Facebook has launched a new service called Messenger for Android that allows smartphone owners to send messages to each other, even if they haven't joined Facebook. For now, the feature is only available in developing markets.
Tomio Geron from Forbes noted, "Previously Facebook Messenger was an app for Facebook users to communicate with other Facebook users through instant chat. The Messenger app was a separate app from the main Facebook app but allowed a focus just on messages, for people who send messages on their phones constantly. Ideally Facebook hoped, they would use Messenger instead of the main SMS on their phones. The problem was communicating with others who didn’t have a Facebook account. Now Facebook is essentially creating a separate registration process focused on messaging. It shows the large potential of messaging and a possible new area of growth for Facebook."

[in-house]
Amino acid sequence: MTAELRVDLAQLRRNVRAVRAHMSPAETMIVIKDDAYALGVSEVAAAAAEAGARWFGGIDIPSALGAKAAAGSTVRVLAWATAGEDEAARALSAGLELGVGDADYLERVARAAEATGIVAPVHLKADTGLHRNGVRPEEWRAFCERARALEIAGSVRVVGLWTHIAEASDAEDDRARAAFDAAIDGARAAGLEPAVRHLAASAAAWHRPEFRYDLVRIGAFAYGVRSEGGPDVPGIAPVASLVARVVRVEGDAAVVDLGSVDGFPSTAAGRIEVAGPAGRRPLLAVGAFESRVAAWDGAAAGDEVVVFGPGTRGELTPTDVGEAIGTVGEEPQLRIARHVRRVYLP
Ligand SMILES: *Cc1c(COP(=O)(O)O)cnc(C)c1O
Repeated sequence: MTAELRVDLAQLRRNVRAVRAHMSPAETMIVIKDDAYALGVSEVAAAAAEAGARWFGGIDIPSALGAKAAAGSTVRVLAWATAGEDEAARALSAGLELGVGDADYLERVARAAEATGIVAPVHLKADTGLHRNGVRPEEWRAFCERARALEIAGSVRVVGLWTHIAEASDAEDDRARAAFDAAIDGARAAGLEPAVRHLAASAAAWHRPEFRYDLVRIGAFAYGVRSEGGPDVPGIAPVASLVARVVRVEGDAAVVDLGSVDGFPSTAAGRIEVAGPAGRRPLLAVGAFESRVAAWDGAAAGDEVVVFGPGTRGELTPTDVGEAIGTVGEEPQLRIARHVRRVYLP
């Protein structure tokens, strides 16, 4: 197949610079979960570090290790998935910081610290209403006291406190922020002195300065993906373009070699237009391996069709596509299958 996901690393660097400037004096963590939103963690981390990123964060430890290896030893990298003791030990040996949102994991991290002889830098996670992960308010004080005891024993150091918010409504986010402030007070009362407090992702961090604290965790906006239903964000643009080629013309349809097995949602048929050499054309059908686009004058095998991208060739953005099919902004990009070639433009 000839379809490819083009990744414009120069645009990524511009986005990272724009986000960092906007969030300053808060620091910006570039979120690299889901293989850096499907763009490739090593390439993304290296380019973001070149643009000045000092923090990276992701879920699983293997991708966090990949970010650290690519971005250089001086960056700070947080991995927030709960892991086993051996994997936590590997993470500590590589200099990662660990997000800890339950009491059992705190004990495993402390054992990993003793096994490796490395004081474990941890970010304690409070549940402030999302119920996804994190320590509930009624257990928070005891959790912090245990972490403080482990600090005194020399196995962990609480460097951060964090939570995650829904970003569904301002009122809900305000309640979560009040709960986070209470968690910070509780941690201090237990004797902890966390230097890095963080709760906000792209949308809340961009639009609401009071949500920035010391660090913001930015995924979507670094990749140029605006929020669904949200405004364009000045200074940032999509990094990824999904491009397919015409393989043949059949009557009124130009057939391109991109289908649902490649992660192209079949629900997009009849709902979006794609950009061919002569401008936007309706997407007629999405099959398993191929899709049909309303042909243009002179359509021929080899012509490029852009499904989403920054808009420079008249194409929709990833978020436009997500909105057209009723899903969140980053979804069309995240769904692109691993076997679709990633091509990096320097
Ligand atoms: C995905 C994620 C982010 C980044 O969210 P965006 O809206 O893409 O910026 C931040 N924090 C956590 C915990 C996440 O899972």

CNET quoted Facebook's Peter Deng, who said, "The SMS protocol has been around for 20 years. It's designed for old phones, and it don't take advantage of location or rich features like picture taking. We want to let people connect to each other."
Mashable's Todd Wasserman observed, "The move represents an attempt by Facebook to lure holdouts or customers who deleted their accounts. The app is also an alternative to other SMS apps like GoogleVoice, Kik and WhatsApp, among others. For Facebook, which has been under pressure to deliver a coherent mobile strategy, a more open Messenger will also help secure some smartphone real estate otherwise controlled by Apple and Google."
USAToday's John Bacon reported, "The hitch: It's not available in the U.S. just yet. The rollout for the upgraded app, running on Google's Android mobile software platform, will be available in Australia, India, Indonesia, South Africa and Venezuela right away. Facebook said it plans to expand it to other countries, including the U.S., but did not say when. The Messenger application will eventually become available on Apple's iPhone, the company said."
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